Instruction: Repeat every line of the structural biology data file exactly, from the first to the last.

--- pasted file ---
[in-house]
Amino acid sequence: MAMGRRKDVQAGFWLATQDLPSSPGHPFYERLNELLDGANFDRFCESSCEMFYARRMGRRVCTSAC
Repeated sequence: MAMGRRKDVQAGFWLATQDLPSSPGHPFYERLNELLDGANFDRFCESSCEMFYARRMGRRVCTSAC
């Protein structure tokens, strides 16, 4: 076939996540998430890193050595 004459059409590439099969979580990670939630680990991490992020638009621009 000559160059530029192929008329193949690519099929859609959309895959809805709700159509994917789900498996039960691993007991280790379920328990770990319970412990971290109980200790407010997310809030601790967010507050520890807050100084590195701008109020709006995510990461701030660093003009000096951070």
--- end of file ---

[in-house]
Amino acid sequence: MAMGRRKDVQAGFWLATQDLPSSPGHPFYERLNELLDGANFDRFCESSCEMFYARRMGRRVCTSAC
Repeated sequence: MAMGRRKDVQAGFWLATQDLPSSPGHPFYERLNELLDGANFDRFCESSCEMFYARRMGRRVCTSAC
């Protein structure tokens, strides 16, 4: 076939996540998430890193050595 004459059409590439099969979580990670939630680990991490992020638009621009 000559160059530029192929008329193949690519099929859609959309895959809805709700159509994917789900498996039960691993007991280790379920328990770990319970412990971290109980200790407010997310809030601790967010507050520890807050100084590195701008109020709006995510990461701030660093003009000096951070």